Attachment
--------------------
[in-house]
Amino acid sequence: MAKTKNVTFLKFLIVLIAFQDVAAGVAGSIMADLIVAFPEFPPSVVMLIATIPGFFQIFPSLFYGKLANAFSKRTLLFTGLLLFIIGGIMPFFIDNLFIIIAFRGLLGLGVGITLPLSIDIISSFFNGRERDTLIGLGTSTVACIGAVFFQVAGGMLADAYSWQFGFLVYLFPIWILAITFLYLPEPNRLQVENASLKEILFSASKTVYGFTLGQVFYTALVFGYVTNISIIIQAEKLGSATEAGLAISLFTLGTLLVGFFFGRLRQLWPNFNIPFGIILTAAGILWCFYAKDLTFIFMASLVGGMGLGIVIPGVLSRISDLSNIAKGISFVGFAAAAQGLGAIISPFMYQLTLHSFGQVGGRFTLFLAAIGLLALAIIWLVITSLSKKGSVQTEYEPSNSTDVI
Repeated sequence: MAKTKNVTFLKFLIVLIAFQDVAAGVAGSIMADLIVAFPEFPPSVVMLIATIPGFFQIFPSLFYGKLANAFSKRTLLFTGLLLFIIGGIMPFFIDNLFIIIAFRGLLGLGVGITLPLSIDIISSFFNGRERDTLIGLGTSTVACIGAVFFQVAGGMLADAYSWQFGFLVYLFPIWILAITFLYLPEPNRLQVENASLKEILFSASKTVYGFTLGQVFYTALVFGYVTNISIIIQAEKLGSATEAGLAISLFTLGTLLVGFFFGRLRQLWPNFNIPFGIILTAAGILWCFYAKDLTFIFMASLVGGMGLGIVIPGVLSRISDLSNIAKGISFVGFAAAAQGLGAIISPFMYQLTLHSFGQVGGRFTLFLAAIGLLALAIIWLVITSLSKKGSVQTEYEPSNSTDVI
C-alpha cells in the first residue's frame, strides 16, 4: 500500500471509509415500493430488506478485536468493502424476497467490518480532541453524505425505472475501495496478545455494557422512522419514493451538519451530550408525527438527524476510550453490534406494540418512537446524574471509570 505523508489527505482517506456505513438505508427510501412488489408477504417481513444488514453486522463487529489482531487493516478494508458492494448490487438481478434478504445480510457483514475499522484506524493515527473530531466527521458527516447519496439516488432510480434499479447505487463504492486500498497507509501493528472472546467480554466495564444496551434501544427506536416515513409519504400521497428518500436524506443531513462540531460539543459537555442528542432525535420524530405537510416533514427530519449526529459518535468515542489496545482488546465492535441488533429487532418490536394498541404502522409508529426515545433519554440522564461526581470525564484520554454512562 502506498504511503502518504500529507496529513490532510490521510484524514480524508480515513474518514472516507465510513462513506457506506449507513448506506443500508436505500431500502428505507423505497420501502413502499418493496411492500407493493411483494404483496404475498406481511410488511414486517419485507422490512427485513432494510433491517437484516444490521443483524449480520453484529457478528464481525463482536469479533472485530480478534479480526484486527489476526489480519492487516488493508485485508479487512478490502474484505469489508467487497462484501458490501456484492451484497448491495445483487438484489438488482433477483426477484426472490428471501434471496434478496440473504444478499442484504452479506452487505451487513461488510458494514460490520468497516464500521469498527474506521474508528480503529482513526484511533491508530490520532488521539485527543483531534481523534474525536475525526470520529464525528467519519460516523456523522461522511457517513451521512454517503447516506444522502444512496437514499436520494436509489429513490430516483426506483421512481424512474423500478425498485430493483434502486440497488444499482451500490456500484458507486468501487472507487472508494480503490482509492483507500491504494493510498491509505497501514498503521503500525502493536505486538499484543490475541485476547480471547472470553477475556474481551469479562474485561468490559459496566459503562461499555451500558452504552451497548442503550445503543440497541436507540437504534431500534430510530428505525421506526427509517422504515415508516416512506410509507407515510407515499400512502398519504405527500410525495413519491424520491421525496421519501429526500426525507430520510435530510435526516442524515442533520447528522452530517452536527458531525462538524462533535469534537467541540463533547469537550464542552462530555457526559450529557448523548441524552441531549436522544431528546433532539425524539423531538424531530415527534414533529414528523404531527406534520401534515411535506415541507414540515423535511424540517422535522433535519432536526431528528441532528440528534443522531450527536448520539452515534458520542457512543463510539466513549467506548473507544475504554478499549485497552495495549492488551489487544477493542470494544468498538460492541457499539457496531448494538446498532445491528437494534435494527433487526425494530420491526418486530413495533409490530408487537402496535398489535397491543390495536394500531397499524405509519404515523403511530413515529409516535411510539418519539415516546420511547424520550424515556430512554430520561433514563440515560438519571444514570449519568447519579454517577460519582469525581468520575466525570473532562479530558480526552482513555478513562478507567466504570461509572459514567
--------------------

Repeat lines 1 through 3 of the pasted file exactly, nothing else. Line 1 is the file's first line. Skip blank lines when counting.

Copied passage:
[in-house]
Amino acid sequence: MAKTKNVTFLKFLIVLIAFQDVAAGVAGSIMADLIVAFPEFPPSVVMLIATIPGFFQIFPSLFYGKLANAFSKRTLLFTGLLLFIIGGIMPFFIDNLFIIIAFRGLLGLGVGITLPLSIDIISSFFNGRERDTLIGLGTSTVACIGAVFFQVAGGMLADAYSWQFGFLVYLFPIWILAITFLYLPEPNRLQVENASLKEILFSASKTVYGFTLGQVFYTALVFGYVTNISIIIQAEKLGSATEAGLAISLFTLGTLLVGFFFGRLRQLWPNFNIPFGIILTAAGILWCFYAKDLTFIFMASLVGGMGLGIVIPGVLSRISDLSNIAKGISFVGFAAAAQGLGAIISPFMYQLTLHSFGQVGGRFTLFLAAIGLLALAIIWLVITSLSKKGSVQTEYEPSNSTDVI
Repeated sequence: MAKTKNVTFLKFLIVLIAFQDVAAGVAGSIMADLIVAFPEFPPSVVMLIATIPGFFQIFPSLFYGKLANAFSKRTLLFTGLLLFIIGGIMPFFIDNLFIIIAFRGLLGLGVGITLPLSIDIISSFFNGRERDTLIGLGTSTVACIGAVFFQVAGGMLADAYSWQFGFLVYLFPIWILAITFLYLPEPNRLQVENASLKEILFSASKTVYGFTLGQVFYTALVFGYVTNISIIIQAEKLGSATEAGLAISLFTLGTLLVGFFFGRLRQLWPNFNIPFGIILTAAGILWCFYAKDLTFIFMASLVGGMGLGIVIPGVLSRISDLSNIAKGISFVGFAAAAQGLGAIISPFMYQLTLHSFGQVGGRFTLFLAAIGLLALAIIWLVITSLSKKGSVQTEYEPSNSTDVI